The Fifth World presents a vision of a neotribal future, but Western culture has a long, ugly, racist, colonialist history with the trope of native people dying off, replaced by settlers who become better natives than them. On the other hand, every settler ultimately descends from indigenous ancestors. As Daniel Quinn wrote:
“The tribal life and no other is the gift of natural selection to humanity. It is to humanity what pack life is to wolves, pod life is to whales, and hive life is to bees. After three or four million years of human evolution, it alone emerged as the social organization that works for people.”
Many indigenous people say that their traditions, customs, and stories come from the land. The land has a story to tell, and we hope to hear it by paying close attention to the life on the land, human and otherwise. Learning from indigenous people plays a big part in that, and that can make it all too easy to slip into cultural appropriation.
Susan Scafidi, a law professor at Fordham University and author of Who Owns Culture?, defines cultural appropriation as, “[t]aking intellectual property, traditional knowledge, cultural expressions, or artifacts from someone else’s culture without permission. This can include unauthorized use of another culture’s dance, dress, music, language, folklore, cuisine, traditional medicine, religious symbols, etc.” She emphasizes “three S’s”:
- Significance or sacredness: Most cultures include both profane elements intended for sharing with others, as well as sacred elements meant for the people of a culture and them alone.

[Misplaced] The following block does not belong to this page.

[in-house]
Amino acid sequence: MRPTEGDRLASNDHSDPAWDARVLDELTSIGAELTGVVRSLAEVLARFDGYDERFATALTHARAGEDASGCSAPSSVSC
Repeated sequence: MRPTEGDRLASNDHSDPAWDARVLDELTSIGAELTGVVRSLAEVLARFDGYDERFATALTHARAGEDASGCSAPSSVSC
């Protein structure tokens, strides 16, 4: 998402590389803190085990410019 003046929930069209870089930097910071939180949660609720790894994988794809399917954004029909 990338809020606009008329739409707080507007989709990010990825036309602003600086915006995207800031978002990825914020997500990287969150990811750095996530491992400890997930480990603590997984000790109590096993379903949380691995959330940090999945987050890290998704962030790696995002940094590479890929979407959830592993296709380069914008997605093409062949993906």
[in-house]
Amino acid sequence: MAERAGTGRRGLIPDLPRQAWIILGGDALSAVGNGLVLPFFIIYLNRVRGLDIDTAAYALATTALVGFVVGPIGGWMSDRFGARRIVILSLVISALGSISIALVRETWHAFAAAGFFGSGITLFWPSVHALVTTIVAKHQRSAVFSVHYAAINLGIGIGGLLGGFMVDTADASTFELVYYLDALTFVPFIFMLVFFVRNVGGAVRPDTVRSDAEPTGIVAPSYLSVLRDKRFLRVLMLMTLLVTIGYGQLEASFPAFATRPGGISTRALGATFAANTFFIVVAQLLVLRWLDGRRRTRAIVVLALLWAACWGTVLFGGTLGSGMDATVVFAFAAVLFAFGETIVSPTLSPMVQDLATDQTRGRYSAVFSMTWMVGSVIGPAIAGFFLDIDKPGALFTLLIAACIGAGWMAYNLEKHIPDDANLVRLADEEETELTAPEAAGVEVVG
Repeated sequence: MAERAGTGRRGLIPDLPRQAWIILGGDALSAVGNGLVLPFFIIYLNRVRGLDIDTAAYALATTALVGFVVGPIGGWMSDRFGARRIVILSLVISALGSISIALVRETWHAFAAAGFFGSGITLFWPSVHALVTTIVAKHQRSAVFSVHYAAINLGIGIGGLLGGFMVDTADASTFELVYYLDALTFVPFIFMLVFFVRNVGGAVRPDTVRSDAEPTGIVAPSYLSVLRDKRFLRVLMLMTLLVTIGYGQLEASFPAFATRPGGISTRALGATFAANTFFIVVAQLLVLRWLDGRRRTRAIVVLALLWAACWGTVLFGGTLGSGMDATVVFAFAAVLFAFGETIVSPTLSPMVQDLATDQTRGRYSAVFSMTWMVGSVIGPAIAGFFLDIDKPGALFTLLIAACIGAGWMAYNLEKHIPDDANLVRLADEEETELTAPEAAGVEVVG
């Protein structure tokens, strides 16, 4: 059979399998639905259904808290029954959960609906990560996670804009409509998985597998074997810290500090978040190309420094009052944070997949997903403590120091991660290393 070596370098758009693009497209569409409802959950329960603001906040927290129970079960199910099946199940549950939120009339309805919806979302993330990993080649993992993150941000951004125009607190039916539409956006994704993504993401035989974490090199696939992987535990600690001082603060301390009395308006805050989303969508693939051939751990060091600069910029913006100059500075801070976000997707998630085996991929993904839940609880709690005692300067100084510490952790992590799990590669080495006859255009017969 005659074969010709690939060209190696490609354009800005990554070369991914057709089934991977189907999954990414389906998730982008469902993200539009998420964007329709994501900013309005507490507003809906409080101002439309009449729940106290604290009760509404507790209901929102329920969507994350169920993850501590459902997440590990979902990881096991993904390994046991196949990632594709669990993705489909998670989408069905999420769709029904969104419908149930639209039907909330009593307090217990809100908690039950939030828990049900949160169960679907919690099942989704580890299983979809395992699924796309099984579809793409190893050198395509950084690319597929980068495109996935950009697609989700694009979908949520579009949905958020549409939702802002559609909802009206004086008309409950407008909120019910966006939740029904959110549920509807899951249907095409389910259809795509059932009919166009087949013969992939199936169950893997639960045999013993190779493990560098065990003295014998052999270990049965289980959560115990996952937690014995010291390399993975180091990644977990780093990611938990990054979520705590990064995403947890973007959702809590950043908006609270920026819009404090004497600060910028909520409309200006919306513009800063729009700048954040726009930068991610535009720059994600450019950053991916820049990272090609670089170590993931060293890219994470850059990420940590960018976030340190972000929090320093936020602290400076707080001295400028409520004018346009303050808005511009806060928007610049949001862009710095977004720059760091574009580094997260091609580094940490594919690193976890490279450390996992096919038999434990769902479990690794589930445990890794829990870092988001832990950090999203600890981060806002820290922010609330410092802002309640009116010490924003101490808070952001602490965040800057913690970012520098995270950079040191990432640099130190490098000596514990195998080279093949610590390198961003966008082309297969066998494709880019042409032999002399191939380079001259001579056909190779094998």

- Source: Did the community that created this piece of culture invite you to use it in some way, for instance by selling it voluntarily?
- Similarity: How much separates this item from the original? Do you have an exact replica, or does it only make an allusion, reference, or nod to it?
All three present subjective questions, as the question of cultural appropriation itself remains, in many instances, subjective. All cultures exchange with one another, but in cultural appropriation differences in power, privilege, and resources may force one culture to give up things it would never give up willingly, either by outright theft or more subtle coercion like poverty so crushing that they turn to selling sacred things to try to get by.
The Fifth World opposes cultural appropriation and we ask all of our members to remain on guard against it. In terms of developing our vision of a neotribal future, we see the solution to cultural appropriation in our project in working harder, digging deeper, and asking more questions.
The Fifth World does not belong to settlers who’ve replaced native people. It belongs to all of our descendants, from decolonized native people and rewilded settlers finding a way forward in each other, long after the modern mythologies of race have died out. In such a future who but their own descendants would have an item simply appropriated from another culture? How has four centuries of change transformed this piece of culture? What other influences does it show after those centuries of change? If we ask these questions we’ll move towards something less similar to anything in the world today.
We ask members of the site to take time working with contributions that seem like cultural appropriation. Most of the time we expect we will find a solution by working with the idea and asking more questions. If that approach does not work, we may need to remove the contribution altogether.